[mathematical expression not reproducible] (7)

average turbulent velocity of a particular position, y0, produced by integrating the product of the local laminar velocity in Eq. (7), which is solved with Navier-Stokes equations, and the exponential probability density function of pulsating intensity at the position, across all fluid particles in the profile, is shown as

[mathematical expression not reproducible] (8)

Substituting u(y) with Eq. (2) and p0(y) with Eq. (7) in Eq. (8), we get

[mathematical expression not reproducible] (9)

Eq. (9) cannot be analytically and fully solved. To solve Eq. (8), we assume that

[mathematical expression not reproducible] (10)

Substituting Eq. (2) and Eq. (10) into Eq. (8), the result is

[mathematical expression not reproducible] (11)

Integrating Eq. (11), the result is

[mathematical expression not reproducible] (12)

Setting

P = [p.sub.m0]h (13)

and substituting y0 with y in Eq.(12), the velocity profile of turbulent shear flow with this method (called PDFM) should be

[mathematical expression not reproducible] (14)

Assume that

P = [p.sub.m] (y)h = m[(y/h).sup.n] (15)

Eq. (14) can be calculated when the adjustable parameters, m and n, are given.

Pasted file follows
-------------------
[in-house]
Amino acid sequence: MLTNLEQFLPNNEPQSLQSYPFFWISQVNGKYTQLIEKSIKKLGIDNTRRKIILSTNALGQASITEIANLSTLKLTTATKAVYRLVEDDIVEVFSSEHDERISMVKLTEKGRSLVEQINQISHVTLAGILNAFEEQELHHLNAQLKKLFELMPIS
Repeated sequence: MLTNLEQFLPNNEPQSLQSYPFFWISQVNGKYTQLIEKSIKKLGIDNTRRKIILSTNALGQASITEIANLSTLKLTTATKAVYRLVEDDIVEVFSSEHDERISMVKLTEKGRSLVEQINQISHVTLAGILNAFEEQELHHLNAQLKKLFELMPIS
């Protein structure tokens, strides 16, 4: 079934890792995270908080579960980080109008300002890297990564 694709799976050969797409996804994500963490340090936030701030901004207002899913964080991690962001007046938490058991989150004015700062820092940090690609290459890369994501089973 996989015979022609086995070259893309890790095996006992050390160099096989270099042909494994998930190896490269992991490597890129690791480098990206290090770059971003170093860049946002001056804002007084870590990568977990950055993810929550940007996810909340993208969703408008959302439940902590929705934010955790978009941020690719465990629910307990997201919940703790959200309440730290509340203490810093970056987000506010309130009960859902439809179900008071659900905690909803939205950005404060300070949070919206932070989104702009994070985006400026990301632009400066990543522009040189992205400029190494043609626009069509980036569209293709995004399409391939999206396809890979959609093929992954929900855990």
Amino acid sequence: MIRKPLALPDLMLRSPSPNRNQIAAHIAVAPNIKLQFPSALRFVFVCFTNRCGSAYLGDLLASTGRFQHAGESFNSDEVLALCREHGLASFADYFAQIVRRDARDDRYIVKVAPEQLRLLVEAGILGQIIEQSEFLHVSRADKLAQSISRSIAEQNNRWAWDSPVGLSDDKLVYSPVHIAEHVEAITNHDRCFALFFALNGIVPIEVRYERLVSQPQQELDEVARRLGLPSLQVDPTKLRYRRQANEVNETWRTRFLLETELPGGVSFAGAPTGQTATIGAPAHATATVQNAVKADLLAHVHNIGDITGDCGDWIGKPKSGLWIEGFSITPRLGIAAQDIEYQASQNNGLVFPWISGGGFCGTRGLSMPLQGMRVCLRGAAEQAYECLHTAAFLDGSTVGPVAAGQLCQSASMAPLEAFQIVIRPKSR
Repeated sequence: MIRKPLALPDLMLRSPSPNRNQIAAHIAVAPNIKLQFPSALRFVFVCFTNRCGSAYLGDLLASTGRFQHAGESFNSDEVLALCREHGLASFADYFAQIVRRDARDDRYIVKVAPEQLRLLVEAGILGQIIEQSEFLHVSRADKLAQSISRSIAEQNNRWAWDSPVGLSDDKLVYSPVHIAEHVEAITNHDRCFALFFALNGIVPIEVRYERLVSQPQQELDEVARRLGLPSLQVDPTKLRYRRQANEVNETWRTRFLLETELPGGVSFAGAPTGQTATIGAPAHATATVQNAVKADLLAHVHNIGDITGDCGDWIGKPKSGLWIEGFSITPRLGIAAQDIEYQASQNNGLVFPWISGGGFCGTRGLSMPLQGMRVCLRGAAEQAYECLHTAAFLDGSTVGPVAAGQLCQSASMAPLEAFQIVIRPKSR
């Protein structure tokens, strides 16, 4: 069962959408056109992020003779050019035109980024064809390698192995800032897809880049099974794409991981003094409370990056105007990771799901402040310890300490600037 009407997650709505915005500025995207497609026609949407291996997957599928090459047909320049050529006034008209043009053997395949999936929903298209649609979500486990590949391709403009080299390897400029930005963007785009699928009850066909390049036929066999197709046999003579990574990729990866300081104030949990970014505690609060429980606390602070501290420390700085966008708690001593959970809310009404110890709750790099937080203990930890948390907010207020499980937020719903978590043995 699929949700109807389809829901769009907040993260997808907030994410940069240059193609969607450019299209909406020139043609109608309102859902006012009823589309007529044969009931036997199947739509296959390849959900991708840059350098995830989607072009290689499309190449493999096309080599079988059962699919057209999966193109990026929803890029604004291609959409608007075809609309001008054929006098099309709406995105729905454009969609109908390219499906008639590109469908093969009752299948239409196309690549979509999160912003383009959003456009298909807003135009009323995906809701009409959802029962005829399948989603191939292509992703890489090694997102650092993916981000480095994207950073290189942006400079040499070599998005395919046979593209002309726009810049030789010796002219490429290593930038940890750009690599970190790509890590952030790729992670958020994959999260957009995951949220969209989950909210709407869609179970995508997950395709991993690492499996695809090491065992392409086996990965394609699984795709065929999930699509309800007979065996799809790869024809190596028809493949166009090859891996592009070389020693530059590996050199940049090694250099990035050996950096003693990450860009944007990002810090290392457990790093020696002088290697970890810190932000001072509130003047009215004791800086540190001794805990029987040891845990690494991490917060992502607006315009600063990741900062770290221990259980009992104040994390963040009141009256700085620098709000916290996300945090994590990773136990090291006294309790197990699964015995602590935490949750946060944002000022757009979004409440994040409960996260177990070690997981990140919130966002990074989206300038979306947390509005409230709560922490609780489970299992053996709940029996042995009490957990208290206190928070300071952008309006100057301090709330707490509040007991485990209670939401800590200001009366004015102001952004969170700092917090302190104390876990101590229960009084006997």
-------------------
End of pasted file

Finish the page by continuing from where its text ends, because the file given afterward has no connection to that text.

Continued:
The mean turbulent velocity in Eq. (14) can be calculated by giving different m and n, as well as defining the dimensionless turbulent velocity and dimensionless position as

[[bar.u].sup.+] = [bar.u](y)/ [bar.u](h), [y.sup.+] = y/h (16)

The calculated results are shown in Fig. 2 and Fig. 3. Fig. 2 reveals that the mean velocity profile changes when the value of m is changed, but the mean velocity changes are weaker in the region near the wall or other interfaces than in the intermediate region while [alpha]=1. The dimensionless velocities are almost the same in the region when the value of y+ is between 0 and 0.25, but they change very evidently near the position where y+ is approximately equal to 0.8. Thus, the upper mean velocity will increase along with an increasing value of m. The curve shape fits turbulent velocity profile when the value of m is lower in this case, such as m=0.25, 0.1 and 0.01.